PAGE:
Juneau’s second annual Style-O-Rama, an event showcasing 13 boutiques and three local designers, made a compelling case Nov. 5 for why Southeast Alaskans should patronize local businesses — even when they’re shopping online.
Style-O-Rama was conceived and first put on by Shoefly owner Sydney Mitchell in 2015; this year she and Dana Herndon of Higher Image Management joined forces.
“I think it’s important for Juneau women to have a fashion show showing styles relevant to Juneau,” Mitchell said. “It’s an opportunity to showcase local design talent and emerging and established designers — and, I think, it’s just a fun time.”
Style-O-Rama sold out for the second year in a row. Last year, it was at Heritage Coffee and had a 90-person capacity; this year it was at The Red Dog Saloon and had a 150-person capacity, Mitchell said.
Highlighted this year was emerging designer Crystal Worl, who is launching a women’s line of clothing at Trickster Company, the shop she owns with her brother, Rico Worl.
Crystal modeled a pair of her leggings featuring a Raven and fireweed design, and Trickster team member Erika Bergren modeled leggings with a Raven and lotus design. The two also modeled body jewelry inspired by formline design and “modernized Athabascan beadwork floral patterns” and bracelets. Crystal designs the jewelry and Rico engraves it. In some, she uses copper or silver Russian trading beads.
Crystal and Bergren also wore pashminas silkscreened with some of Crystal’s formline art and carried clutches she designed.
The high-waisted, stretchy pants are just the beginning of her women’s clothing line, she said. She plans seven different tops, five different leggings, and four pouches (which also function as pencil cases). There’s a wide range of prices, from $12 for a clutch to $65 for the leggings to $175 for the pashminas.
She’s still thinking of a name for the line, though it’ll likely have to do both with place and with time, regular themes in her work.
Artist Sydney Akagi’s work was on the runway Saturday as well with several decals she designed for Aurora Projekt leggings, a maxi dress and a tunic.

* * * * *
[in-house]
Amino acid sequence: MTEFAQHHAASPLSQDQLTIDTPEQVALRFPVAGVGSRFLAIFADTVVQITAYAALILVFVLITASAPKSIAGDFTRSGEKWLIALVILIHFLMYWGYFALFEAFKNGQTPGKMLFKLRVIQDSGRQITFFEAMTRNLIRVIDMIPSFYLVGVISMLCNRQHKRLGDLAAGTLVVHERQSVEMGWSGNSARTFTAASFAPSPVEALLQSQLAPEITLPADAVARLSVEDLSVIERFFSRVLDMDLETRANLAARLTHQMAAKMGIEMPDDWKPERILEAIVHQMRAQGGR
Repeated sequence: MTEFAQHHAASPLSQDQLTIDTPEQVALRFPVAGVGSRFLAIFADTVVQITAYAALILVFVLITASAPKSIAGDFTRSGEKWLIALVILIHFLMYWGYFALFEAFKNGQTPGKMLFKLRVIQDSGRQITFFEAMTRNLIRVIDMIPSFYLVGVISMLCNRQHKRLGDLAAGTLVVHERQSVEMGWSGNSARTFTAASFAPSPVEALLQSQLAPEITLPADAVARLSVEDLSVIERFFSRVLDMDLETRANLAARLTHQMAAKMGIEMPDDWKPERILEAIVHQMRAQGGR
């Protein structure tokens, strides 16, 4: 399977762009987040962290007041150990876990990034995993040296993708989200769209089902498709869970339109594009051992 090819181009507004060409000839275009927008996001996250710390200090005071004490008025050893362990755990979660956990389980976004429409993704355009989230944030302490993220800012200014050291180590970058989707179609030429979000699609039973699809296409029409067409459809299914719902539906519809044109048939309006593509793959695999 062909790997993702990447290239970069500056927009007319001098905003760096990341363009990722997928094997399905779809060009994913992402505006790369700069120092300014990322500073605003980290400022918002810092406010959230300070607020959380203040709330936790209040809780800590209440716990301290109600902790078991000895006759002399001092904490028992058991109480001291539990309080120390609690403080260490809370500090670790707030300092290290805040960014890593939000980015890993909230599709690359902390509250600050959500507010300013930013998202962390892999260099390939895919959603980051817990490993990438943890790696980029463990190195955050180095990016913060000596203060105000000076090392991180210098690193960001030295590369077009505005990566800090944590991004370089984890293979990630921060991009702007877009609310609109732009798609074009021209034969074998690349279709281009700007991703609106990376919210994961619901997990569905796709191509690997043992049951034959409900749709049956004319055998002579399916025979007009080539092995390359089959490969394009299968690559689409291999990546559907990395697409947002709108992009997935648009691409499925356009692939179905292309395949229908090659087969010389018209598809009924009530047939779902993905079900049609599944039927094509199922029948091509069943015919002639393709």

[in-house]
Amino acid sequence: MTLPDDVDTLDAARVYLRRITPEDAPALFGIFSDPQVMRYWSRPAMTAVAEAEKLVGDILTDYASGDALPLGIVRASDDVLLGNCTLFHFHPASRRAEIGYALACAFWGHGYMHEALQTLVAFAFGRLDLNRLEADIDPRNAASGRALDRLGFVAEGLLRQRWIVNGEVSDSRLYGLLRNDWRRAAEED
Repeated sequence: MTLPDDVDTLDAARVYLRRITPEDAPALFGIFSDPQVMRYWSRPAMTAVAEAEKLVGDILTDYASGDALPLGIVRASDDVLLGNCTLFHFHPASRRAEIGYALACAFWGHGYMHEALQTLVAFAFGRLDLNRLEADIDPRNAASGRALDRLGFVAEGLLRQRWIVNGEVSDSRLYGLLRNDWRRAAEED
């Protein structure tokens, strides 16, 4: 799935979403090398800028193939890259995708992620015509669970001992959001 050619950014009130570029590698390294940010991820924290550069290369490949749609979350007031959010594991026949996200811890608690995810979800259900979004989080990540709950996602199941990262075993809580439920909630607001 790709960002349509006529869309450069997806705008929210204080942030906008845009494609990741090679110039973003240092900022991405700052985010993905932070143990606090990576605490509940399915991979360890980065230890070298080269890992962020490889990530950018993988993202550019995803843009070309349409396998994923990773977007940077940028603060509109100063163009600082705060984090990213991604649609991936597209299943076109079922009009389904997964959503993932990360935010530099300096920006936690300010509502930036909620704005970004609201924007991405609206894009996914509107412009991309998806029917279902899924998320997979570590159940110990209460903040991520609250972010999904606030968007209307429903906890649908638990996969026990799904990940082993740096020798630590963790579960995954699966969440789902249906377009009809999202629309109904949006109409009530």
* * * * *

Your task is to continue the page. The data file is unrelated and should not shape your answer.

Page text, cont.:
“I’m super excited about the gear that will be in the show,” she wrote in an email.
One pair of black leggings has an Xtra Tuff design “inspired by the scene you often see when you enter a home and the Xtra Tuffs for each family member are lined up along the wall. Each Xtra Tuff is folded in different variations, there are short pairs, tall, and even child Xtra Tuffs,” she wrote.
Other work includes mountain designs and a shipyard scene (with crab pots, nets and buoys).
“Often my designs start in a shape, whether a circle, triangle, or diamond. Both of the mountain designs started in a triangle and a diamond and the mountains grew out of both of those,” she wrote.
Annie Kaill’s also showcased a “Sacred Grove” collection of clothing designed by Juneauite Joe McCabe, and a shawl and headwrap from Willow Whitton of Juneau.
All together, 13 Juneau boutiques showcased clothing designed in or “curated” for Juneau. They are Lilette, Shoefly, Alaskan Brewing Company Depot, Bustin’ Out Boutique, Trickster Company, Aurora Projekt, Annie Kaill’s, Juneau Drug Co., Downtown Dames, Resolute Boutique (an online boutique Juneauite Cordova Pleasants is launching Dec. 1), Pretty Please Juneau, Treetop Tees and Cassandra’s Closet.
“It’s basically showing Juneau people Juneau fashion,” Herndon said.
Another benefit to the event, Mitchell said, is collaboration between businesses. The event helps business owners and employees know what other shops are offering so they’re better able to refer customers to each other, she said.
“Together, we can offer enough options to people that it’s worth it to try shopping locally,” she said.
After the fashion show, many of the attendees walked to downtown shops to do just that. Most shops reported an increase in customers, Herndon said; Annie Kaill’s doubled its sales for the day.
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